How to (Virtually) Survive in Post-Apocalypse Manhattan

In the world of The Division, a bioterrorist attack turns New York City into a wasteland. A real-life guidebook will be sold alongside the game from Chronicle Books. Ubisoft

The late Tom Clancy is a household name (or, at the very least, an airport name) because the author of best-selling spy thrillers such as Clear and Present Danger made his readers believe the intricate espionage plots and terrorist attacks in his novels could really happen the way they did on the page. Through military jargon and agency insight, Clancy's detail-heavy narratives sold a lot of books and, starting with the release of Tom Clancy's Rainbow Six in 1998, a lot of video games too.

Clancy's gaming franchises have sold more than 50 million units over 17 years. In addition to Rainbow Six, there's Tom Clancy's Splinter Cell and Tom Clancy's Ghost Recon, each brand a stand-alone series involving multiple games. All told, more than 40 titles have been released on every major platform, from the debut of Rainbow Six on Nintendo 64 to the recent launch of Tom Clancy's The Division on Xbox One, PlayStation 4 and PC. Each previous title is centered on tactical gameplay and accurate details, so when Ubisoft announced The Division, fans knew it would be pretty realistic.

The Division posits a plausible terror: a biological attack on Manhattan that turns the New York City borough into a lawless dead zone. Players are part of the Division, a group of civilian agents who become active only in the event of total societal collapse. It's an urban warfare game, and players patrol an obsessively intricate cityscape riddled with looters and gangsters. For Ubisoft, the commitment to a Clancy-esque level of realism is crucial, and it goes beyond the game itself. Ubisoft wants to build worlds, and the company is accomplishing it with a unique companion book that is part survival guide, part epistolary novel.

Titled Tom Clancy's The Division: New York Collapse, the book looks like it was found in a doomsday bunker. It's weathered, torn and waterproofed with wax. Printed inside is an honest-to-goodness survival guide full of tips about snaring rabbits in Central Park and making space heaters out of terra-cotta flower pots. But the survival guide is only one layer of New York Collapse. Scrawled in what looks like a handwritten font through the margins is the firsthand account of April Kelleher, a 30-something Brooklynite trapped in the citywide quarantine.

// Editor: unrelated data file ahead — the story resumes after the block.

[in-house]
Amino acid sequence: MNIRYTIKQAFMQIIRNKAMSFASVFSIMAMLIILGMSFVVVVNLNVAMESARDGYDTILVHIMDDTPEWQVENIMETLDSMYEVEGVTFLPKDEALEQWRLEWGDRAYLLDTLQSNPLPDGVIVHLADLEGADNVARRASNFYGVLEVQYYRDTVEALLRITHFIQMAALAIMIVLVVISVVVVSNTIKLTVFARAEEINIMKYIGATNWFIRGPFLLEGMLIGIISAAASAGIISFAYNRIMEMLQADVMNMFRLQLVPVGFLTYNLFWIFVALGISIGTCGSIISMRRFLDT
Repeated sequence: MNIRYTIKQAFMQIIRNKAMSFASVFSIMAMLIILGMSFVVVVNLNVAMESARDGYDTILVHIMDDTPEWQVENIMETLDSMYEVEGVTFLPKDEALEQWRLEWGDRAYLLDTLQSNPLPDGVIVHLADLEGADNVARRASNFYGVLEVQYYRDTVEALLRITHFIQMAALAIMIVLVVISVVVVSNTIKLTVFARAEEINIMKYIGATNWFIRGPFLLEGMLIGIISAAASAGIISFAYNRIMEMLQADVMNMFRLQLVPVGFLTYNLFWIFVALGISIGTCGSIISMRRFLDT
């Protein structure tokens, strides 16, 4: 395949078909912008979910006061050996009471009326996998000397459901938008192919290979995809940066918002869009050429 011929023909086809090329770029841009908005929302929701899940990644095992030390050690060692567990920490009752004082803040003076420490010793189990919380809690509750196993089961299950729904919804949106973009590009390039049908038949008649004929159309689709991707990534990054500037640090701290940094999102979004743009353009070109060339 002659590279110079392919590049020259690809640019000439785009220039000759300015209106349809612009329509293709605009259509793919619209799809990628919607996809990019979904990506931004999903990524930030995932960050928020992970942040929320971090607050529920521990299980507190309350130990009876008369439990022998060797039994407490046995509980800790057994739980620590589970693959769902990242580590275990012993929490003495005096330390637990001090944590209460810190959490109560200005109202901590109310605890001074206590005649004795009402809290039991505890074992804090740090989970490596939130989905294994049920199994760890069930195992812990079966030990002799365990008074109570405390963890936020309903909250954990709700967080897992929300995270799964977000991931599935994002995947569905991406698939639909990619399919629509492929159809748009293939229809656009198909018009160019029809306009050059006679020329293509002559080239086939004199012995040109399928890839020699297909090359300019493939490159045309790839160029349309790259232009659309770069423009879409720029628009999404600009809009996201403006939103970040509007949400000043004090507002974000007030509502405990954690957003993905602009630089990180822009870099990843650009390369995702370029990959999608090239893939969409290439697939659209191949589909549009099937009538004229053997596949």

"It's a really rigorous exercise in point of view," Alex Irvine, author of New York Collapse, tells Newsweek. "[April] is not a Division agent. She's got no specialized training. She's just like you or me. If the world ended today, what would we do?"

April's story is told with not only journal entries but also removable artifacts such as sticky notes, MetroCards and tourist maps. Since The Division exists in an open-world map of Manhattan's midtown, players can wander in the game and discover pieces of April's life. Certain elements illuminate gaps in her story, which is a combination of a survivor's tale and a murder mystery. Her husband, a biochemist, is gunned down the day the outbreak begins, and an overwhelmed police department can't be bothered to investigate.

"I really wanted to have April be a reader surrogate," says Irvine. "I wanted it to be an interesting experience in its own right that also has the added dimension of interacting with this game space."